MJ_Strassfeld_photo-B&WThere is a great deal of discussion these last few years in the Jewish community about its future. Based on recent surveys including the Pew study, there is concern about decreased participation in Jewish life by many people. The open society of America has led to assimilation.

A related phenomenon is a growing perception of religion as a force for intolerance and conflict in the world. What is and what should be the future of Judaism as a religion?

In pre-modern times, religion was a way to explain and understand a mysterious world. Why did things happen? Why did people get sick? Why did one side win a battle?

The answer: because God or gods created the world and controlled what happened. Over time, a belief in one God, a God of justice pre-dominated. It became the unified theory to explain the world. God punished sinners and rewarded the righteous. If the suffering of the innocent wasn’t completely explained by this notion at least there was some context for a way to strive to understand the world or a foundation to have faith that God had a plan even if you didn’t understand it. The world was not random but a world of purpose. But then over time, humans came to understand the world more clearly and discovered the laws of nature. Humans discovered germs and contagion, and disease no longer seemed either random or the scourge of God. Or as the atheist Christopher Hitchens wrote in 2007: “Thanks to the telescope and the microscope, [religion] no longer offers an explanation of anything important.”

Does religion in general and specifically does Judaism still have a purpose? Is that why recent surveys show an increasing number of Jews who define themselves and their Judaism as non-religious?

Reconstructionism encourages us to ask what needs reconstructing in Judaism—not just tinkering around the edges—but what needs to be radically recast or reunderstood. In his time Mordecai Kaplan, the founder of Reconstructionism, propounded a different understanding of the nature of God. In the face of the growing evidence of the decline in the adherence to Judaism, especially as a religion, I have come to believe that it is the fundamental way we think about Judaism that needs reconstructing. It struck me that part of the problem of religion in the modern world is that we both look to religion for certainty, especially in moments of crisis, and as moderns we rarely find that certainty. The theology of our ancestors, if it ever was their theology, simply doesn’t work for most of us. We don’t believe God saved this child fleeing from Syria because we don’t believe God caused that three year old to die on the beach in that terrible photo we all saw. We don’t think God gave cancer to that person, and let the other person recover from a heart attack. We just don’t organize our world this way. Religion for liberal Jews is not about certainty. [Read more…]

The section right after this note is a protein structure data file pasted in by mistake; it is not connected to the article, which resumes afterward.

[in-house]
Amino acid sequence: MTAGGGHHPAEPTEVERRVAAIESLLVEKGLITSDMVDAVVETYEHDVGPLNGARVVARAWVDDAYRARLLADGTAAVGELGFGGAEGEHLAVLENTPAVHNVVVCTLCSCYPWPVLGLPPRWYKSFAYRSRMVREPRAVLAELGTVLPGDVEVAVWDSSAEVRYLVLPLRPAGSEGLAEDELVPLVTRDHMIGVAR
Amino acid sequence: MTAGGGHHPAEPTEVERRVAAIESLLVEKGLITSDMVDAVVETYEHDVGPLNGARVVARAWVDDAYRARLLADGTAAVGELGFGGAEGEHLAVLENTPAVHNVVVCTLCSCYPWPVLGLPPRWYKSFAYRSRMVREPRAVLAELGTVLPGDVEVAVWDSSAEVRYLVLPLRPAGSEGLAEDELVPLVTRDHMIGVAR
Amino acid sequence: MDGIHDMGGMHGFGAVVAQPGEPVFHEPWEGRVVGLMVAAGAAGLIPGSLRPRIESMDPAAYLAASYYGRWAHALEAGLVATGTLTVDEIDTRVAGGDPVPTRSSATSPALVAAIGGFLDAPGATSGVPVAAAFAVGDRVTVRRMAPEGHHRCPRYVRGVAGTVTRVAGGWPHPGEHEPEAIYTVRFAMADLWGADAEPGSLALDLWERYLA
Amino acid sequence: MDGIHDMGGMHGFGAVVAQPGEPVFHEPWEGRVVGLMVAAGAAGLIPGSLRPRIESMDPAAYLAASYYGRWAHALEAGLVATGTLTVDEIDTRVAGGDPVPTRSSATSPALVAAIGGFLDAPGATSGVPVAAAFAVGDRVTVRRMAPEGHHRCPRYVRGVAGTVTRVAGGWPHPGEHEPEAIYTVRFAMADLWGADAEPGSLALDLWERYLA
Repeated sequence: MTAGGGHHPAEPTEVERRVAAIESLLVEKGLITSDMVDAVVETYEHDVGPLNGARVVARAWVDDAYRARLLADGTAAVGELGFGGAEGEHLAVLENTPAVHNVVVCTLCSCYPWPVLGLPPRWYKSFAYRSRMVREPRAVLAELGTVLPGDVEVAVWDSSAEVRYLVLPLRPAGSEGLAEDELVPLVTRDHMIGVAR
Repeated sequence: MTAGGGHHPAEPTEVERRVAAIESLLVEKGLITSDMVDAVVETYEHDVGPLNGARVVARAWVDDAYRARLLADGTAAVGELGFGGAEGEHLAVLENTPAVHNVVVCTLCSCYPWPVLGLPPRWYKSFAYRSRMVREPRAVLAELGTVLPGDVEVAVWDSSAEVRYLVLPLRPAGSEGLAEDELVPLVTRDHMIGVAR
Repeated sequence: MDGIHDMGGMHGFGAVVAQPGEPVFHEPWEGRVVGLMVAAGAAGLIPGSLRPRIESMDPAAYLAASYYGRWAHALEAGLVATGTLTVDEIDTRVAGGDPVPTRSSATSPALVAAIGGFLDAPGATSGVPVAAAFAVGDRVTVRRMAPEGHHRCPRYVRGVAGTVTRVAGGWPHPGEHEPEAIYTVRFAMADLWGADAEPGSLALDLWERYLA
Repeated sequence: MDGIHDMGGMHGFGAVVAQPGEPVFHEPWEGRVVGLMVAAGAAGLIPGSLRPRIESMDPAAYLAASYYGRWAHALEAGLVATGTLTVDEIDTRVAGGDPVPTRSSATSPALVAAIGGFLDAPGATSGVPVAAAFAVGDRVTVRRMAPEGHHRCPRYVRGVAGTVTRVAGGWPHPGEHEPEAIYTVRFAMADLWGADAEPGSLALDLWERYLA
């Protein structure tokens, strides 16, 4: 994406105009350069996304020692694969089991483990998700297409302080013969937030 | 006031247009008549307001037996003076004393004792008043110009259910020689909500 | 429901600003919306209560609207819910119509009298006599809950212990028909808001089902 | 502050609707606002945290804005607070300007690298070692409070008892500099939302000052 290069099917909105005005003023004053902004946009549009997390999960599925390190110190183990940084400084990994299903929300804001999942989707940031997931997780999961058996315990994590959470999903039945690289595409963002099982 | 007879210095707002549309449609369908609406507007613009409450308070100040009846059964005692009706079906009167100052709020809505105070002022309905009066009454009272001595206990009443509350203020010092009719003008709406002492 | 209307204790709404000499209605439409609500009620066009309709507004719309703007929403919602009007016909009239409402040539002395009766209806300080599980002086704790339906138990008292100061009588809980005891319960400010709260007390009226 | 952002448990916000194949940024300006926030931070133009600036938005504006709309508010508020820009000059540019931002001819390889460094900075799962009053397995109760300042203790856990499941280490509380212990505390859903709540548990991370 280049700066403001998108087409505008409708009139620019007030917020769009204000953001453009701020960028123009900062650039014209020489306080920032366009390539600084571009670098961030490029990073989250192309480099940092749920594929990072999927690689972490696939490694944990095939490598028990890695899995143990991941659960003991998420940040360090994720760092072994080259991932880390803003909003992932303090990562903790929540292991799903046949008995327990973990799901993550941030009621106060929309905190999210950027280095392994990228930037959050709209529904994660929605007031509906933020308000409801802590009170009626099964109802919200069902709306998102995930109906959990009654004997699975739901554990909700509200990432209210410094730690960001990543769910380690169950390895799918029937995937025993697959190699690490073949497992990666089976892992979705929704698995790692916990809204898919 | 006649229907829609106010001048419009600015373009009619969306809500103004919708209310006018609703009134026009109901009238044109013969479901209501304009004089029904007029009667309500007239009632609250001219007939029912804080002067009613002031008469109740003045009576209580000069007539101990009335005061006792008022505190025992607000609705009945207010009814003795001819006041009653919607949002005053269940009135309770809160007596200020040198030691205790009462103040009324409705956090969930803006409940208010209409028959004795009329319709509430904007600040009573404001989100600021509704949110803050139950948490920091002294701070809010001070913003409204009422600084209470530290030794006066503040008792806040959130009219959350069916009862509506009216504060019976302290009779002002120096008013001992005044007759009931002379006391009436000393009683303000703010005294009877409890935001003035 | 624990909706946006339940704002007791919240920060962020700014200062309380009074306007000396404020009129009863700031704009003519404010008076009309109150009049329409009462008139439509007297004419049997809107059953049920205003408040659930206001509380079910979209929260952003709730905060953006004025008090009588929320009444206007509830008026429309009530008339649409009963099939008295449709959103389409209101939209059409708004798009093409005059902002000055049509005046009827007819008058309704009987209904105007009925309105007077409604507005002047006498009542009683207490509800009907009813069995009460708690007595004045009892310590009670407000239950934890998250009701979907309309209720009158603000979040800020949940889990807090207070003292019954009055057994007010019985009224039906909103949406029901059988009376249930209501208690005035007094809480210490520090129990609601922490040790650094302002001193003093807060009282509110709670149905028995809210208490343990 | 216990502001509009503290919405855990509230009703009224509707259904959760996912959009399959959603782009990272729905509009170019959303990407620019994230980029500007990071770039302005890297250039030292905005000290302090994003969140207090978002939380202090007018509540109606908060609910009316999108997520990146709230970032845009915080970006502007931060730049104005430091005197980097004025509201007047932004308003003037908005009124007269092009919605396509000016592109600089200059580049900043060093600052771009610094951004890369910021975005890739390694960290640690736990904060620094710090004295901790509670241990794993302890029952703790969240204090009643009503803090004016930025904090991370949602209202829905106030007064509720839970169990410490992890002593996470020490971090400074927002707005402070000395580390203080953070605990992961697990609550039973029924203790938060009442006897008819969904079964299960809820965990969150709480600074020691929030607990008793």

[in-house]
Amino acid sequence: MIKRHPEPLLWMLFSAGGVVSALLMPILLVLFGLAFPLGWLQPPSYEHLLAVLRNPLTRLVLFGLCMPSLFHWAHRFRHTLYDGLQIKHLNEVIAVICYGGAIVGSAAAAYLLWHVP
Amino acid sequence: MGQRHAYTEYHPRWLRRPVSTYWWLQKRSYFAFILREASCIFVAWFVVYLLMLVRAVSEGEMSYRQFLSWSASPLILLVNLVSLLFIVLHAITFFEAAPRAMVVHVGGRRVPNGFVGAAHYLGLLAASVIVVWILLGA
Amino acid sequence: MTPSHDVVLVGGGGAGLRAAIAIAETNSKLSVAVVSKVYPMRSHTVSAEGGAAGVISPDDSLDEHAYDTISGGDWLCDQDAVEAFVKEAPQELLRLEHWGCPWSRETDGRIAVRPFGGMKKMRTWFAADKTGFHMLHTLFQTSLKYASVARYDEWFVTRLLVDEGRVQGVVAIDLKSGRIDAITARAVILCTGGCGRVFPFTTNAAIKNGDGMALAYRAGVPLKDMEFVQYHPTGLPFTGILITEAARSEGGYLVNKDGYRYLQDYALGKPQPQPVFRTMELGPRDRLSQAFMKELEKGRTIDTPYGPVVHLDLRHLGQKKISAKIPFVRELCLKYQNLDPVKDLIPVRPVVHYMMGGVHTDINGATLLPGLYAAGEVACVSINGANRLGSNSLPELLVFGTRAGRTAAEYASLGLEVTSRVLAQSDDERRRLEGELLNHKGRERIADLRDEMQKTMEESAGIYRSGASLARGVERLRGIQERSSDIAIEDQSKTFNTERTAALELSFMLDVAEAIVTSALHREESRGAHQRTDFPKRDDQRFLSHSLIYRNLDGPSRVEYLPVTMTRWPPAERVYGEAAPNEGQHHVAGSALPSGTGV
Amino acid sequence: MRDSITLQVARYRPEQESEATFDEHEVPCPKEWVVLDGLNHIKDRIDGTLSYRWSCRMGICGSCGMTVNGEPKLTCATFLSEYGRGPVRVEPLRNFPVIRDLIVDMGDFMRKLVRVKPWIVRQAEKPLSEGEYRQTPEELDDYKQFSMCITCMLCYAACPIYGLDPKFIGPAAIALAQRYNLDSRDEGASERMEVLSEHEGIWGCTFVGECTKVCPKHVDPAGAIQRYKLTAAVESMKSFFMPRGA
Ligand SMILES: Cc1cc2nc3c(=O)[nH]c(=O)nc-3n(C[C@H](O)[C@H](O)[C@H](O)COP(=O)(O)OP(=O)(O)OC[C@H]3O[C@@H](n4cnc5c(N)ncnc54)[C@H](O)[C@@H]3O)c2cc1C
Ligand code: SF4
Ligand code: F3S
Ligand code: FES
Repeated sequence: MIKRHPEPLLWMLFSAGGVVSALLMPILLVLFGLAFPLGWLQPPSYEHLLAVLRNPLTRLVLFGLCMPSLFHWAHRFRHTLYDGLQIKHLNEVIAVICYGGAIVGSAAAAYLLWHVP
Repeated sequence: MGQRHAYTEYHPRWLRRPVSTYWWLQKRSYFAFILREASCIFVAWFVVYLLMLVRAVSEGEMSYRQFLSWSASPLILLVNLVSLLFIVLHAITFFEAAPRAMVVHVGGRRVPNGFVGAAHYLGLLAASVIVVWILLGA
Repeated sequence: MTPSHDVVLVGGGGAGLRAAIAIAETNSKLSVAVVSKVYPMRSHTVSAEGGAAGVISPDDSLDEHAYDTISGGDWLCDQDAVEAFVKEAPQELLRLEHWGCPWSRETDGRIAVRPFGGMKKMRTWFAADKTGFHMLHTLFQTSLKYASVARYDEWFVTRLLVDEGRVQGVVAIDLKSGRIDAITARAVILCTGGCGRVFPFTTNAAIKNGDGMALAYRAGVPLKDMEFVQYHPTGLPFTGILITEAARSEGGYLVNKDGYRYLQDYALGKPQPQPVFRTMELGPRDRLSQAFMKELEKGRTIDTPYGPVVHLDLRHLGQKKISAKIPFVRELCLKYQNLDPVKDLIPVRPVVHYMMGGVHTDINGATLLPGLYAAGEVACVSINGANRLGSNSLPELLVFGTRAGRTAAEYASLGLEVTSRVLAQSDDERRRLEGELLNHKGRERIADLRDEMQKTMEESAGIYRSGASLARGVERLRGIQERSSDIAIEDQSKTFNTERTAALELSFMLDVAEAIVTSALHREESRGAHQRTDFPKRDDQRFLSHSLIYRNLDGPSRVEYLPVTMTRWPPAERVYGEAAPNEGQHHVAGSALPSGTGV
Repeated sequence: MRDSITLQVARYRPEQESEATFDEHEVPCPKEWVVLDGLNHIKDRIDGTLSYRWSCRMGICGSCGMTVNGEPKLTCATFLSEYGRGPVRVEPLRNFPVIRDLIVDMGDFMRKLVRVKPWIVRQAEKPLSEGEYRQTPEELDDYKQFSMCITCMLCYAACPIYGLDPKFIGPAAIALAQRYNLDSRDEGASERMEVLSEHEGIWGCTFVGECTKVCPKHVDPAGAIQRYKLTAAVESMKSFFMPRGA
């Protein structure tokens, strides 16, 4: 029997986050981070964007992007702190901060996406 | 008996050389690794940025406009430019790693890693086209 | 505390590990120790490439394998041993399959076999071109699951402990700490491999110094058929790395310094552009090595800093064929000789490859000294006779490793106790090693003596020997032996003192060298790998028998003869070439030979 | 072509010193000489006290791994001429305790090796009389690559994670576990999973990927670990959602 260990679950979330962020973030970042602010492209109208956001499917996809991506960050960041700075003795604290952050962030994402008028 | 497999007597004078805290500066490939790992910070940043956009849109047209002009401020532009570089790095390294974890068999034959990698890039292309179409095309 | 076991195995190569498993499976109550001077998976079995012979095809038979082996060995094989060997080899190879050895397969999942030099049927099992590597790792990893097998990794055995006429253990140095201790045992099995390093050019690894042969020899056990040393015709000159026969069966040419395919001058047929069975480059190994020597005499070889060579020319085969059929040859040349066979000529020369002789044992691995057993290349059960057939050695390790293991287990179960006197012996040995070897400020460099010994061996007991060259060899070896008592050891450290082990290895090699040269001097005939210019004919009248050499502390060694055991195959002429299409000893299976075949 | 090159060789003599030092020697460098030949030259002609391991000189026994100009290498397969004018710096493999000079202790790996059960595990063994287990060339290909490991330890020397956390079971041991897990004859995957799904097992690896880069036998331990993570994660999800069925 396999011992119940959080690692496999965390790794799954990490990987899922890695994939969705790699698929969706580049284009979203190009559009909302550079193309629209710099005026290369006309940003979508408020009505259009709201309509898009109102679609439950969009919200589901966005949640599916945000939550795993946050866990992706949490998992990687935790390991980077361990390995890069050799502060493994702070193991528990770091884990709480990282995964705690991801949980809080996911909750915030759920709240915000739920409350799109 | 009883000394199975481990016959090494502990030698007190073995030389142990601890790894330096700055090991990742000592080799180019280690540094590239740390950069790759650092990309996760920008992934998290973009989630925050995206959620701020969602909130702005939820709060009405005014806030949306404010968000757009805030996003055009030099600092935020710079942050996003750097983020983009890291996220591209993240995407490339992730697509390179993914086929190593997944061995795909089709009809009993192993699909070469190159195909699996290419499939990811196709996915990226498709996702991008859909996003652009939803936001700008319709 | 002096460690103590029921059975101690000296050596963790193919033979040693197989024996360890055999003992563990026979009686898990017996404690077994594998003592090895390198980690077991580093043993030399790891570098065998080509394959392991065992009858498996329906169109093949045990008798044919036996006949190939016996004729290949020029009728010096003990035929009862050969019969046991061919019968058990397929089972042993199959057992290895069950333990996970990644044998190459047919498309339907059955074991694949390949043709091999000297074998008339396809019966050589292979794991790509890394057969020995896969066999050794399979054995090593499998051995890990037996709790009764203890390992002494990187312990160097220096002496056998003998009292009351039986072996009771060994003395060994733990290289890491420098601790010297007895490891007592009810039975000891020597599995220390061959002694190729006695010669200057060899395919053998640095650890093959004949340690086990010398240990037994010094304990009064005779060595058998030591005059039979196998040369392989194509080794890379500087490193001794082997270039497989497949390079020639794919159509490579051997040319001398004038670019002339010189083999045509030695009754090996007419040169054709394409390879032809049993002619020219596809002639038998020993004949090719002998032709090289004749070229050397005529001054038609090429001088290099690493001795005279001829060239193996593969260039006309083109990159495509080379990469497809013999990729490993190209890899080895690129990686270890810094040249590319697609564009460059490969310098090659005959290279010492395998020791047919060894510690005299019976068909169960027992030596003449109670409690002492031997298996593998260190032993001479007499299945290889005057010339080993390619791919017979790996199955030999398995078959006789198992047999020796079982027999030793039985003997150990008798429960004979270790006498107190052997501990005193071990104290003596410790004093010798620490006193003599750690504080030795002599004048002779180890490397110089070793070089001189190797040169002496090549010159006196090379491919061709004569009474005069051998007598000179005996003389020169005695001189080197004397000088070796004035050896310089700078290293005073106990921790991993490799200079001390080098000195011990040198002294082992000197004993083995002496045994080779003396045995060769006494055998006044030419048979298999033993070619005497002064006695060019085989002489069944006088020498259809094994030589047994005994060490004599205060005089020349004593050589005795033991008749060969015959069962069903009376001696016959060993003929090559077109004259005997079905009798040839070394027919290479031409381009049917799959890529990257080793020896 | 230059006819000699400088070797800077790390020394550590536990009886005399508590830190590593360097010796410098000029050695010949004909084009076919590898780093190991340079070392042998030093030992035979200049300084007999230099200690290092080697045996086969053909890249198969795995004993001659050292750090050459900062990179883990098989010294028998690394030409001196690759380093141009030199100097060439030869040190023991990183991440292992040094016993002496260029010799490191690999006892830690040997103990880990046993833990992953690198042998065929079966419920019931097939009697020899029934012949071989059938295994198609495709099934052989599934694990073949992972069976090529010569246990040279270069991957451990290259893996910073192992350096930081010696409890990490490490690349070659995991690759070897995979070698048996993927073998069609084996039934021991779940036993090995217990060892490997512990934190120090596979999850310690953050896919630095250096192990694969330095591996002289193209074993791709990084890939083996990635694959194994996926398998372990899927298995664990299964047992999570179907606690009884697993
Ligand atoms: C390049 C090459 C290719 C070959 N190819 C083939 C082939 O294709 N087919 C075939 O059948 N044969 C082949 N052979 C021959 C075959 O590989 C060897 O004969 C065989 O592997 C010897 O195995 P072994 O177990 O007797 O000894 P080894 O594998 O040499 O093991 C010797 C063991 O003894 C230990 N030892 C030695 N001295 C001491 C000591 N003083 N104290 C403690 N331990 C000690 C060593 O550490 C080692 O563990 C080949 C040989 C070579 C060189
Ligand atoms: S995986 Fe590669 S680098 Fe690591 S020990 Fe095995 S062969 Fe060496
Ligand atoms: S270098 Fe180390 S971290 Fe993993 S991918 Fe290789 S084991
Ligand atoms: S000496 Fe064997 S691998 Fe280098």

Shabbaton: Privacy/Security/Inclusivity/Salad

By Dave Nelson

Dave Nelson and a goat
On the weekend of August 14 AARC was pleased to host a shabbaton with Rabbis Michael Strassfeld and Joy Levitt, who will be visiting us several times this year, including for High Holy Day services. Strassfeld and Levitt are two of the most distinguished rabbis currently working in the Reconstructionist movement, and the mid-August Shabbat evening service they led was fresh and lively—a promising glimpse of what we might expect for Rosh Hashanah and Yom Kippur.

Rabbi Joy’s Kabbalat Shabbat sermon was concise and graceful.  She deftly explored what appeared to be trivial (and somewhat contradictory) rabbinical opinions on the proper construction of courtyard entryways: Who can be obliged to chip in to pay for it, how the doorhandles are to be mounted, where a gatehouse should be located, and so on.  But she teased out a very powerful, surprisingly relevant message about how we are morally obligated to work together to maintain our privacy and security, without inadvertently fostering exclusivity.  While there are obvious overtones here—especially in an age of shared and contested borders, gated communities, large-scale protests, and larger-scale dumps of hacked databases—what the rabbi chose to highlight was the slightly more subtle moral hazard: When we become too wholly focused on maintaining our own security and privacy, we make ourselves entirely inaccessible to the cries of those in need of our assistance.

As ever, the potluck was delicious and diverse.  Quinoa and kale were in surprisingly short supply, but a variety of exceedingly fresh tomato and cucumber salads more than compensated for this omission.